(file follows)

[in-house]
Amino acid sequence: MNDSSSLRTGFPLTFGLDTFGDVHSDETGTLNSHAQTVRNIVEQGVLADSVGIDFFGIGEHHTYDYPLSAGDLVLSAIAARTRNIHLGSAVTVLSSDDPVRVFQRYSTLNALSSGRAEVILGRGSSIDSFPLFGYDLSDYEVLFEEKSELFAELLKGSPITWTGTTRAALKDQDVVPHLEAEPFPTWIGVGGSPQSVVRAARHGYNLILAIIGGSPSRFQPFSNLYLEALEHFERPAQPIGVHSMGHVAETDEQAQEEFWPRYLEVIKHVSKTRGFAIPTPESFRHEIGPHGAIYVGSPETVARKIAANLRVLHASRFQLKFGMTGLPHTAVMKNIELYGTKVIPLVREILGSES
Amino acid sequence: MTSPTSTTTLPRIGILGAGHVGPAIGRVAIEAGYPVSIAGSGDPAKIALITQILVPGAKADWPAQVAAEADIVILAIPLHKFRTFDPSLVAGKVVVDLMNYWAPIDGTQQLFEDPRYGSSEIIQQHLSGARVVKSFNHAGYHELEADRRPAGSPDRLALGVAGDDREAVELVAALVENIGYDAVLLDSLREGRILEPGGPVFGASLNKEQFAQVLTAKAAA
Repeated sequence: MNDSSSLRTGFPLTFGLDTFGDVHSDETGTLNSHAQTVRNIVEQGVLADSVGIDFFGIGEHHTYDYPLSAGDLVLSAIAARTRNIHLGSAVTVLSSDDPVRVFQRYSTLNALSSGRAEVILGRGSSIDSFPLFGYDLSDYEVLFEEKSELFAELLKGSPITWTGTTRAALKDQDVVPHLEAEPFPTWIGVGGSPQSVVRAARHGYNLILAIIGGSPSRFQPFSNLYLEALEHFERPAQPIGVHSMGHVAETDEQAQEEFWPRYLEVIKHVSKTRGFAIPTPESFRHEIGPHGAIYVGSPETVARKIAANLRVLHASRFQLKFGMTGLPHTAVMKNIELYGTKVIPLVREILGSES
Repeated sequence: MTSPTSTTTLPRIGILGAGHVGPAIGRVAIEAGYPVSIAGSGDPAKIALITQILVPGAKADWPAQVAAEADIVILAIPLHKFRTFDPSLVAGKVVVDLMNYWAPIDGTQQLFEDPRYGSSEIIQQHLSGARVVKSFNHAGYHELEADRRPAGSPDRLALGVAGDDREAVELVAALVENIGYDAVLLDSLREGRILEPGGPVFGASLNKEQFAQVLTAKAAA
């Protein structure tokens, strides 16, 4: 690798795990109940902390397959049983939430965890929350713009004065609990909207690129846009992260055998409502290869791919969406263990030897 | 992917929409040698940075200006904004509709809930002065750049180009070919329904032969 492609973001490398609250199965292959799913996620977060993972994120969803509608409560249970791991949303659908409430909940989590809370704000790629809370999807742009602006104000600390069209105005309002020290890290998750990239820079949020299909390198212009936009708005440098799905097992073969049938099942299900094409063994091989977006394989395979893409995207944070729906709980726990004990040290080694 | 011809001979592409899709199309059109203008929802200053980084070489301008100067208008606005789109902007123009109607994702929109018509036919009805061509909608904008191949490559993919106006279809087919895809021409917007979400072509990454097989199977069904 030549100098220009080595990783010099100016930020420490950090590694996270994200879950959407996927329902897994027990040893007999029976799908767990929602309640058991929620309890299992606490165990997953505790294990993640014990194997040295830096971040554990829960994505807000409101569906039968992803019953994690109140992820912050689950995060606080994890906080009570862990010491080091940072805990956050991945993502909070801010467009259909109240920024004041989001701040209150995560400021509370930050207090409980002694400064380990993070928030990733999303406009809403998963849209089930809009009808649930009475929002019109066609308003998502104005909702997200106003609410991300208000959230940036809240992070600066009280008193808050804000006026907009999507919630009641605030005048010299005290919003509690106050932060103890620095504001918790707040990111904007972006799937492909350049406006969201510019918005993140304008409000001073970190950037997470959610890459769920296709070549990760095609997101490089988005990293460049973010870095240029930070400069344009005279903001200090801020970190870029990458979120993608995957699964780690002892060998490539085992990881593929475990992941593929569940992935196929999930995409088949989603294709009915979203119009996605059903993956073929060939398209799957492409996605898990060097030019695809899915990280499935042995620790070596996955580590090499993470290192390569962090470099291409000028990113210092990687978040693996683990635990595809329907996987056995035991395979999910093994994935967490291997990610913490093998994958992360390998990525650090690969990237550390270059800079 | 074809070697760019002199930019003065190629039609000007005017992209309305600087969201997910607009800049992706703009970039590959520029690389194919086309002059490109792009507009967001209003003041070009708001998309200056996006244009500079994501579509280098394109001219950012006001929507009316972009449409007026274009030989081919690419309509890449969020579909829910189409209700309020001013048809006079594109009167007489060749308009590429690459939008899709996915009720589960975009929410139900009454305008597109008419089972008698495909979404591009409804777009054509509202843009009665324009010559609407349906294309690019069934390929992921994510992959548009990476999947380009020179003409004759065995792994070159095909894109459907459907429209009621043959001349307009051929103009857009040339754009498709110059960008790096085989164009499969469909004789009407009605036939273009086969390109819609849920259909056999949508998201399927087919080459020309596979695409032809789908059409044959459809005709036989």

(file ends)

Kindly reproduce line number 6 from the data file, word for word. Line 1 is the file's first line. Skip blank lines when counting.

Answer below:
């Protein structure tokens, strides 16, 4: 690798795990109940902390397959049983939430965890929350713009004065609990909207690129846009992260055998409502290869791919969406263990030897 | 992917929409040698940075200006904004509709809930002065750049180009070919329904032969 492609973001490398609250199965292959799913996620977060993972994120969803509608409560249970791991949303659908409430909940989590809370704000790629809370999807742009602006104000600390069209105005309002020290890290998750990239820079949020299909390198212009936009708005440098799905097992073969049938099942299900094409063994091989977006394989395979893409995207944070729906709980726990004990040290080694 | 011809001979592409899709199309059109203008929802200053980084070489301008100067208008606005789109902007123009109607994702929109018509036919009805061509909608904008191949490559993919106006279809087919895809021409917007979400072509990454097989199977069904 030549100098220009080595990783010099100016930020420490950090590694996270994200879950959407996927329902897994027990040893007999029976799908767990929602309640058991929620309890299992606490165990997953505790294990993640014990194997040295830096971040554990829960994505807000409101569906039968992803019953994690109140992820912050689950995060606080994890906080009570862990010491080091940072805990956050991945993502909070801010467009259909109240920024004041989001701040209150995560400021509370930050207090409980002694400064380990993070928030990733999303406009809403998963849209089930809009009808649930009475929002019109066609308003998502104005909702997200106003609410991300208000959230940036809240992070600066009280008193808050804000006026907009999507919630009641605030005048010299005290919003509690106050932060103890620095504001918790707040990111904007972006799937492909350049406006969201510019918005993140304008409000001073970190950037997470959610890459769920296709070549990760095609997101490089988005990293460049973010870095240029930070400069344009005279903001200090801020970190870029990458979120993608995957699964780690002892060998490539085992990881593929475990992941593929569940992935196929999930995409088949989603294709009915979203119009996605059903993956073929060939398209799957492409996605898990060097030019695809899915990280499935042995620790070596996955580590090499993470290192390569962090470099291409000028990113210092990687978040693996683990635990595809329907996987056995035991395979999910093994994935967490291997990610913490093998994958992360390998990525650090690969990237550390270059800079 | 074809070697760019002199930019003065190629039609000007005017992209309305600087969201997910607009800049992706703009970039590959520029690389194919086309002059490109792009507009967001209003003041070009708001998309200056996006244009500079994501579509280098394109001219950012006001929507009316972009449409007026274009030989081919690419309509890449969020579909829910189409209700309020001013048809006079594109009167007489060749308009590429690459939008899709996915009720589960975009929410139900009454305008597109008419089972008698495909979404591009409804777009054509509202843009009665324009010559609407349906294309690019069934390929992921994510992959548009990476999947380009020179003409004759065995792994070159095909894109459907459907429209009621043959001349307009051929103009857009040339754009498709110059960008790096085989164009499969469909004789009407009605036939273009086969390109819609849920259909056999949508998201399927087919080459020309596979695409032809789908059409044959459809005709036989």